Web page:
The US Tax Code is complex, and because of that, it can be difficult to know when you owe taxes. What’s more, once you are late filing your taxes, you run into penalties depending on the type of taxes you owe. That means having success with filing taxes requires you to stay on top of these things and know what can happen if you miss a tax deadline.
Once you know the penalties for filing taxes late, you often develop a good plan of action, never again to have to face the substantial penalties for filing late. Because when it comes to the penalties for filing taxes late, three different rates can apply to you.
Please keep reading if you want to learn more about filing your taxes and what penalties you face if you file your taxes late.
Filing Taxes Late
When it comes to the penalties for filing taxes late, there are three different rates. IRS rates apply depending on how much you owe. The first 10% penalty will be applied if the tax due amount is $1-10,000.
However, if the tax bill is more than $10,000 but less than $100,000, the charge includes a penalty of 25% that becomes part of your tax bill. Any tax amount that exceeds $100,000 will incur a penalty of 28%.
It also is dependent on whether or not you file your taxes as an individual or a corporation. The IRS often has different rates for various criteria for a diverse list of penalties. That means you can be assessed at different rates depending on whether or not the IRS thinks you or delinquent or filed late.
Late Payment Penalties
Typically, late payment penalties range from 0-25% of what your unpaid tax bill is. The penalty rate is based on how much you owe to the IRS and if you are a company or an individual. However, there is good news in that the maximum late payment penalty is 25%.
If you are an individual filing taxes late and owe more than $1,000, but you don’t owe any more than $10,000, then the penalty you are charged is 0%. But the bump-up happens if you owe the IRS more than $10,000 but less than $100,000.
Your late payment penalty for that rant is between 1% to 15%.
Tax Payment Options
When you know you have to file your taxes late or already did, there are some viable financial options available. These options include an installment agreement or a tax payment plan. If you agree to an installment agreement, you will be required to pay at least 90% of your tax due amount.
The installment agreement is good for a maximum of 72 months or six years. The second option when you are filing taxes late is the payment plan option. This plan allows you to reduce your outstanding balance by making monthly payments.
Filing Tax Returns When You Are Filing Late
There’s no getting around IRS fact, which is even if you cannot pay your tax owed to the IRS, you file your taxes as soon as possible after the tax due date. The penalty for not filing your taxes in addition to not paying the IRS is very steep. The more time that passes where you don’t pay the tax return increases what you will owe the IRS when you do file.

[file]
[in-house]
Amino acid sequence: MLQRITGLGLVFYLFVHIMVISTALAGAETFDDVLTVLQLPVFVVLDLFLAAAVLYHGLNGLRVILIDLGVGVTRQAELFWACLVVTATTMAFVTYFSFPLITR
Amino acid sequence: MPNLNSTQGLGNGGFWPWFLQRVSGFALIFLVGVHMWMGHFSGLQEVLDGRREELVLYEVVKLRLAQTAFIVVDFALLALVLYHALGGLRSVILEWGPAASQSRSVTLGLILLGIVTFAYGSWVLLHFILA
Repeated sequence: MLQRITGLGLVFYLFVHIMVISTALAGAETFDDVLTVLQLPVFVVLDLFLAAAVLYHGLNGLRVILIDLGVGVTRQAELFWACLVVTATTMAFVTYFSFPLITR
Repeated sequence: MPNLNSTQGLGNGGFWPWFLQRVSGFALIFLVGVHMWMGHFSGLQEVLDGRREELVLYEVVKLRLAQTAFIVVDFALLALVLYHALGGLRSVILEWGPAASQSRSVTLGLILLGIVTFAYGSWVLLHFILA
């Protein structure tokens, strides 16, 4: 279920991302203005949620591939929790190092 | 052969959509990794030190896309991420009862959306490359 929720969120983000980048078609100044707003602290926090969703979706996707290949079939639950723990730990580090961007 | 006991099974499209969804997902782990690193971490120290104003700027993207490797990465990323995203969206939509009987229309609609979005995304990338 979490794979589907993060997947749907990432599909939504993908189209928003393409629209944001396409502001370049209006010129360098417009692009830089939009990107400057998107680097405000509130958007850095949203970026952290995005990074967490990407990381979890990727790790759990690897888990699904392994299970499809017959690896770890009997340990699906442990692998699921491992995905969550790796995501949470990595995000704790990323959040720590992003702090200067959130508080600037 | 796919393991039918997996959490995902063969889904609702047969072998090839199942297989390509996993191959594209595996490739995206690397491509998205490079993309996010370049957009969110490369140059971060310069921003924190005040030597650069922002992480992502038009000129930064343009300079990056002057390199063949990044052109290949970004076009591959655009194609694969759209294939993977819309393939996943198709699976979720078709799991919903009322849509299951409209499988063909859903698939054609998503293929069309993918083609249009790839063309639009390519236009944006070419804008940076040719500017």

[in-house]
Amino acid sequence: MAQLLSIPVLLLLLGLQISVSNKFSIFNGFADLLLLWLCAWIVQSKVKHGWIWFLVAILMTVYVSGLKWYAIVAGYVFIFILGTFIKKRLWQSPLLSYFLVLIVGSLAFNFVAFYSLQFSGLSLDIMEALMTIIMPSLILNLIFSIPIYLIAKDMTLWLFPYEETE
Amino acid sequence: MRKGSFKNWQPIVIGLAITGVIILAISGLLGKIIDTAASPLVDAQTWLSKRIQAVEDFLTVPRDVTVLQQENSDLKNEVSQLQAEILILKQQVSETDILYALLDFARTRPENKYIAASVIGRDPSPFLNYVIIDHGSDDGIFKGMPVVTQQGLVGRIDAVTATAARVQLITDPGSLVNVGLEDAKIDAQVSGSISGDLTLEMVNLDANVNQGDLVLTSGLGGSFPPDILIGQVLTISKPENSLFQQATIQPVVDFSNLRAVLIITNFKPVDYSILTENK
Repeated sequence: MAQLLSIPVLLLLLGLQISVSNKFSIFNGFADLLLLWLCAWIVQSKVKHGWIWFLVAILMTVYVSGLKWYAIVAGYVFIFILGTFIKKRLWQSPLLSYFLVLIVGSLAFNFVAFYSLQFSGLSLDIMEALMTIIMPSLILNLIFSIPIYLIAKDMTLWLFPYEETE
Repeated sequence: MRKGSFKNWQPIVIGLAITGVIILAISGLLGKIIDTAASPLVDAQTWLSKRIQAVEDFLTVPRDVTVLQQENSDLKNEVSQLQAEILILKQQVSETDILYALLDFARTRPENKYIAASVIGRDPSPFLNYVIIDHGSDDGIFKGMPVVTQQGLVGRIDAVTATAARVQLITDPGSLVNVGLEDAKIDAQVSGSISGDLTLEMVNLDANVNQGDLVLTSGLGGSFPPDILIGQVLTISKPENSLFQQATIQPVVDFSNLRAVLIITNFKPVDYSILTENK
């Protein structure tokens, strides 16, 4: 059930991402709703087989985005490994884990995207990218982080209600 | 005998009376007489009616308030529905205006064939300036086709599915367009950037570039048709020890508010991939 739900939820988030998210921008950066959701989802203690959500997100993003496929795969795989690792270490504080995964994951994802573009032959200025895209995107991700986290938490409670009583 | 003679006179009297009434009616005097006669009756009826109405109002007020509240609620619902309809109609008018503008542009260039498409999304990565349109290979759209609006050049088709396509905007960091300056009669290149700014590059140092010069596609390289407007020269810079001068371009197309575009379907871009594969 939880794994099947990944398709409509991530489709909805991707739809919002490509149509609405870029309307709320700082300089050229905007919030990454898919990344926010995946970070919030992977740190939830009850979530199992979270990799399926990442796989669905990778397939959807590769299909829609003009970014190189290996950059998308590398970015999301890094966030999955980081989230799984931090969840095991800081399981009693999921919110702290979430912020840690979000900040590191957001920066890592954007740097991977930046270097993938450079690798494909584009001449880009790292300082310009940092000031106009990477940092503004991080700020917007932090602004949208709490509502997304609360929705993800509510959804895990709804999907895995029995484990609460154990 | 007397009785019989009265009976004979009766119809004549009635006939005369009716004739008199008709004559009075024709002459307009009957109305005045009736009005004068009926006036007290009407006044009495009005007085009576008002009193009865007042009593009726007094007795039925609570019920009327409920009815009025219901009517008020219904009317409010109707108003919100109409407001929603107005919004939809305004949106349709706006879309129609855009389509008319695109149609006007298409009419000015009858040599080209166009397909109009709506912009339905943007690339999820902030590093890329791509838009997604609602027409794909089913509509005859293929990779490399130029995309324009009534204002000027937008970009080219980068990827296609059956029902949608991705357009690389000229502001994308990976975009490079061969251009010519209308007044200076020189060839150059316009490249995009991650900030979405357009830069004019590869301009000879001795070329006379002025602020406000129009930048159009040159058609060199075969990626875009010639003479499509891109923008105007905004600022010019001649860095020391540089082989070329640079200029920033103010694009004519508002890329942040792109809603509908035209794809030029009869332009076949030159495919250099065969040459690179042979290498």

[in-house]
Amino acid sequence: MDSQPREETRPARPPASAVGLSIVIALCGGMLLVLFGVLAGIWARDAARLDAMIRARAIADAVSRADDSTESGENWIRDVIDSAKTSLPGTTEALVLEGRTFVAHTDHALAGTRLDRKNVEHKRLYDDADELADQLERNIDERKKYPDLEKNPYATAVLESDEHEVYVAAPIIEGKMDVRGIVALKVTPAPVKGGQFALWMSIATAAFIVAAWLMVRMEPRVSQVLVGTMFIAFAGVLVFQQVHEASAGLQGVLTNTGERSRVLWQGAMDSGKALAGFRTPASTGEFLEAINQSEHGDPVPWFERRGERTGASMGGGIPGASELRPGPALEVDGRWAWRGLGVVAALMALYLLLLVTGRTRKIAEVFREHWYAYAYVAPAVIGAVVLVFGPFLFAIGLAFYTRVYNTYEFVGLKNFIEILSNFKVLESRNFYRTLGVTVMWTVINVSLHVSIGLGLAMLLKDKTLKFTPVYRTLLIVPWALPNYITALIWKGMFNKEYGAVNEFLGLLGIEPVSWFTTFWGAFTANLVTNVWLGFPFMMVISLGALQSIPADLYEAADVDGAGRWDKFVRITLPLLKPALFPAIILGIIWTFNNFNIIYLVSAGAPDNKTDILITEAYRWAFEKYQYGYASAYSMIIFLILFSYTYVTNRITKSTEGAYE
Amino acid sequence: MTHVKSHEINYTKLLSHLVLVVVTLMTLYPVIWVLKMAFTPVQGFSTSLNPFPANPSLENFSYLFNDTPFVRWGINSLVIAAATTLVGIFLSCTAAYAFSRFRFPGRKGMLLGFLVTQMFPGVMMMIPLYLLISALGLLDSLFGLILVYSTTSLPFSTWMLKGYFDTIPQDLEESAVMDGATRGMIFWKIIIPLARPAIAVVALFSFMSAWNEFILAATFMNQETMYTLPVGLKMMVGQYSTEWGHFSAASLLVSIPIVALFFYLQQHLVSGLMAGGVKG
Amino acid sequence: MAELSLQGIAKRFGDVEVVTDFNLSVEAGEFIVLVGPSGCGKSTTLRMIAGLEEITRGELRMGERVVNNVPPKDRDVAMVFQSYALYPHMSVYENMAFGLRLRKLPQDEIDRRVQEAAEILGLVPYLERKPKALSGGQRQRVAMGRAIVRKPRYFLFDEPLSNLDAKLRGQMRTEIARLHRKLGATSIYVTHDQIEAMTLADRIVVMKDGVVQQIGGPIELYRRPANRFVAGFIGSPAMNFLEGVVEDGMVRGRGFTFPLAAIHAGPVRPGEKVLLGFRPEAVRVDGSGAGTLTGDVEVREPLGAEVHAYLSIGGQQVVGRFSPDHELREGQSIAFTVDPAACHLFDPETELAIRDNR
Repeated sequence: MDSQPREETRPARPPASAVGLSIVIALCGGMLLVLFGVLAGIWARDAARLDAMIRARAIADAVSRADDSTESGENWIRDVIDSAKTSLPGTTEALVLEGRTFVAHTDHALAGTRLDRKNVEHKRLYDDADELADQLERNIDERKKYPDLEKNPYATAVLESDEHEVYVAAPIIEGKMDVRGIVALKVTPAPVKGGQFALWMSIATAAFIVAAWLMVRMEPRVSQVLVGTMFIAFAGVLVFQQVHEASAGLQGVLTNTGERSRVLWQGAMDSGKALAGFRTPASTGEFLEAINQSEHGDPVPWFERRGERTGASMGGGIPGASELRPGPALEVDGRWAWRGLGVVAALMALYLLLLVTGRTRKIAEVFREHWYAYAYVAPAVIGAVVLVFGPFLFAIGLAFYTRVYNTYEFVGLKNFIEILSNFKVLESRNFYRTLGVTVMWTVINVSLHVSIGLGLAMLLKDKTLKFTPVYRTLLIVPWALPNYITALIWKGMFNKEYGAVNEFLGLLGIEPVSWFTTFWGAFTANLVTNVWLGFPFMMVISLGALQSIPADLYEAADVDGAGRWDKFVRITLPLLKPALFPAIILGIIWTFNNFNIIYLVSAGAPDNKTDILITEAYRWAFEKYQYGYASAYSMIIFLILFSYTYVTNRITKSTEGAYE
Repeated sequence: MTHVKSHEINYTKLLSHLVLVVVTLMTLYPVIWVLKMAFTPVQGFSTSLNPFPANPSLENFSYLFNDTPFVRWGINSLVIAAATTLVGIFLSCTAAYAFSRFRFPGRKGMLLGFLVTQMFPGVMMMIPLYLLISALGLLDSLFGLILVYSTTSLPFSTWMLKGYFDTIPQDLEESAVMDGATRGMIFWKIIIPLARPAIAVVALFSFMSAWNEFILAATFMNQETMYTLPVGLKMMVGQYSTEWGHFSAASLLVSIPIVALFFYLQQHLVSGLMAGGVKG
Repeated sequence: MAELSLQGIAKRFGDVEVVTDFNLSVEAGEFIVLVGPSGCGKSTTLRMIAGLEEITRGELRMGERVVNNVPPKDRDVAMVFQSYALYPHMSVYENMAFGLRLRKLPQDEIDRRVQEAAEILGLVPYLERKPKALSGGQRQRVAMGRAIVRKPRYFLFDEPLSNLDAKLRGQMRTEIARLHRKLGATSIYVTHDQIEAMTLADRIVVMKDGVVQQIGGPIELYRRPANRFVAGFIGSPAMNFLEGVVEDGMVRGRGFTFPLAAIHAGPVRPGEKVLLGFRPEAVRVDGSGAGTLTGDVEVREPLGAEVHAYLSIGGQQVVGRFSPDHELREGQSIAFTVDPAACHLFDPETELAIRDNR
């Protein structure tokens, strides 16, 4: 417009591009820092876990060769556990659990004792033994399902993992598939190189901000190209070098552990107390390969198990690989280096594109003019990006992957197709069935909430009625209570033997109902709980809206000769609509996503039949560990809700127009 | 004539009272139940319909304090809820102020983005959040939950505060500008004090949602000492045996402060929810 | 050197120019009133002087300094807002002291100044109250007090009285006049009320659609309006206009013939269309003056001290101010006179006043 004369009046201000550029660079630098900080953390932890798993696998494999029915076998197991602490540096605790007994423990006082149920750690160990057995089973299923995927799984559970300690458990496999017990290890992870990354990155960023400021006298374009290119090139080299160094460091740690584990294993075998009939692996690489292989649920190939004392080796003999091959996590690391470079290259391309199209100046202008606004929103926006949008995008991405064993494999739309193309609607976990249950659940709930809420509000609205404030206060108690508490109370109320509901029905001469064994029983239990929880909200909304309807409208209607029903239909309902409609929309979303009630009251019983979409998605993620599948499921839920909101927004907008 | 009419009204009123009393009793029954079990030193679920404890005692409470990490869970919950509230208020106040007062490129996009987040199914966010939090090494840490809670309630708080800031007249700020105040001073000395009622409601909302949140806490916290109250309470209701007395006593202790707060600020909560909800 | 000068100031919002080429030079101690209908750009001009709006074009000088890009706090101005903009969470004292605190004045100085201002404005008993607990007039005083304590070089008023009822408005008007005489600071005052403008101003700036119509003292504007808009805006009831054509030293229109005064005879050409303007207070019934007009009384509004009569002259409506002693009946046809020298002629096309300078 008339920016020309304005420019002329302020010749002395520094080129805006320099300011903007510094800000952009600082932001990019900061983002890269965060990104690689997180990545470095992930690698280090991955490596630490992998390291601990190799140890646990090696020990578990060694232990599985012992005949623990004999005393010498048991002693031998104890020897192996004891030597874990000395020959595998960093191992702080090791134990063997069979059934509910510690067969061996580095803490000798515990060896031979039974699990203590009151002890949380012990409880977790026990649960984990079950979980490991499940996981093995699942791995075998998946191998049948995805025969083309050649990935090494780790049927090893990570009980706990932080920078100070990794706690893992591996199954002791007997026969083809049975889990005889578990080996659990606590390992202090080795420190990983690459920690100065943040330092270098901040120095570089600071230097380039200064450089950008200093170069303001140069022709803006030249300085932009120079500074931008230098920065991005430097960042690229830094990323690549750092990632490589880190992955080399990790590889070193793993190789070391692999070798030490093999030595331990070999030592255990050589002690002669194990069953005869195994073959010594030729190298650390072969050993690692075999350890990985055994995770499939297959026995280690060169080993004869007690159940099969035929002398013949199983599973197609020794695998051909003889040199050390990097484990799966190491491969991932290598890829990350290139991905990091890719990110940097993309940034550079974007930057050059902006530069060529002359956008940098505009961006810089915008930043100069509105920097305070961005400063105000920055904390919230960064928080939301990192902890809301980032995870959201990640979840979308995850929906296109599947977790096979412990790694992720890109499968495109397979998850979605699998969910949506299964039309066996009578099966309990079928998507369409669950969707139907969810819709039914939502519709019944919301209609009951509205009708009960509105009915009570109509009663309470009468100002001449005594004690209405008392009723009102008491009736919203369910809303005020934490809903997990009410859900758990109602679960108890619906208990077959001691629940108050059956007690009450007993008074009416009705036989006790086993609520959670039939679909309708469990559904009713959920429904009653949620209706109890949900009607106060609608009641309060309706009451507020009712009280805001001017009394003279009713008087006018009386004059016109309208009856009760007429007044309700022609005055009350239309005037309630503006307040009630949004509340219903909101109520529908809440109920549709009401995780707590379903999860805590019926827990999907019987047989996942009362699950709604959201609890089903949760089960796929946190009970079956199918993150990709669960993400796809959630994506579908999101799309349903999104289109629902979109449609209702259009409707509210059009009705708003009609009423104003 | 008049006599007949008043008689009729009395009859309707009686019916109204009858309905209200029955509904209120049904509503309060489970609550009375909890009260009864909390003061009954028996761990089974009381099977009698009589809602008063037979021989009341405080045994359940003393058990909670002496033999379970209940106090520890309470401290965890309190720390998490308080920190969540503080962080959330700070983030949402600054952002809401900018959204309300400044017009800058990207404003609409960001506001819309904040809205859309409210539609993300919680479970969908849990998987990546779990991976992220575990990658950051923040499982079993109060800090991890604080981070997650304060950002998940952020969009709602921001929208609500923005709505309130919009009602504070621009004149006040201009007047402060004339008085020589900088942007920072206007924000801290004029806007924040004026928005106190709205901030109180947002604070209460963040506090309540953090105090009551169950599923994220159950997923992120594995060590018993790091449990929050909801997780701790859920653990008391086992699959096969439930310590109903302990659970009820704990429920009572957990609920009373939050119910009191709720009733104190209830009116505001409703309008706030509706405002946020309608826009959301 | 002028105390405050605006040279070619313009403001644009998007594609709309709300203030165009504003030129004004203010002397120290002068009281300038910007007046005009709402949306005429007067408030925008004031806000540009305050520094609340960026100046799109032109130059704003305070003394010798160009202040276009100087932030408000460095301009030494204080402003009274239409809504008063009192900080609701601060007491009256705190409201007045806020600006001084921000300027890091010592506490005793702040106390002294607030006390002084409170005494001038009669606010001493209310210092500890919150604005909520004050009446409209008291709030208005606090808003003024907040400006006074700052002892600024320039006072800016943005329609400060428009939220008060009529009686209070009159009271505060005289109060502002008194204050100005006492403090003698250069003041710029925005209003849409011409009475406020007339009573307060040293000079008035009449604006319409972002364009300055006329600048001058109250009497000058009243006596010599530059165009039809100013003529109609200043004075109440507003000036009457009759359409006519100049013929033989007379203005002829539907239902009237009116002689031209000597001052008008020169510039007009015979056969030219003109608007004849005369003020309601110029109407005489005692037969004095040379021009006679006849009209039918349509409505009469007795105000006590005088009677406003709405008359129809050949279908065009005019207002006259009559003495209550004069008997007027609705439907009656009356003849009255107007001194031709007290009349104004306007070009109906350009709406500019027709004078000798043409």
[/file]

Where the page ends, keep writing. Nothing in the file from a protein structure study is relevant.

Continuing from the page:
The IRS provides tax extensions of time when they haven’t filed their taxes on time. If you file for an extension with the IRS, you are given six months from the original deadline to file your return.
No matter what, if you file your taxes on time but haven’t been able to pay what you owe the IRS, the best thing to do is pay your taxes as close to the April 15 tax deadline as possible. If you pay what you owe the IRS as close as you can to the April 15 tax deadlines, you won’t have to pay any penalties for filing late.
State and Federal Taxes
There are all kinds of different taxes, and when you are dealing with state and federal taxes, the rules and regulations are quite different. When it comes to filing taxes late, state taxes have different criteria and responses to late tax filings most of the time. You can file state taxes late if it’s not more than sixty days after the tax due date in your state.
If you are more than sixty days late, the state penalty will be 15% on the tax due. That means the penalty amount is applied even if you didn’t owe the state a dime in taxes on the tax due date. A state tax return that’s more than sixty days can range from a 5% penalty to up to a 25% penalty.
Avoiding Late Payments
Your best plan of action to avoid filing taxes late or avoiding late payments is to make sure you don’t miss your IRS tax deadline, so you’re not assessed any late payment penalties. If you cannot avoid the penalty and late payments, you must file your tax return before the due date that appears on a notice of assessment the IRS sends you.
They may also send you a notice of reassessment. If you can’t file or pay your taxes, it’s time to reach out to the Tax Relief Professionals. The Tax Relief Professionals provide expert help on any tax situation you are in or may be dealing with soon. When dealing with the IRS, it is always better to be proactive and reach out to someone who can help you.
The IRS and your tax payments can be negotiated but not if you don’t provide information that helps extend when you owe the taxes and penalties. Sometimes it helps with negotiating the number of your late payment penalties. But if you never reach out for expert help, you’ll never know what you missed that could have made a big difference to your financial situation.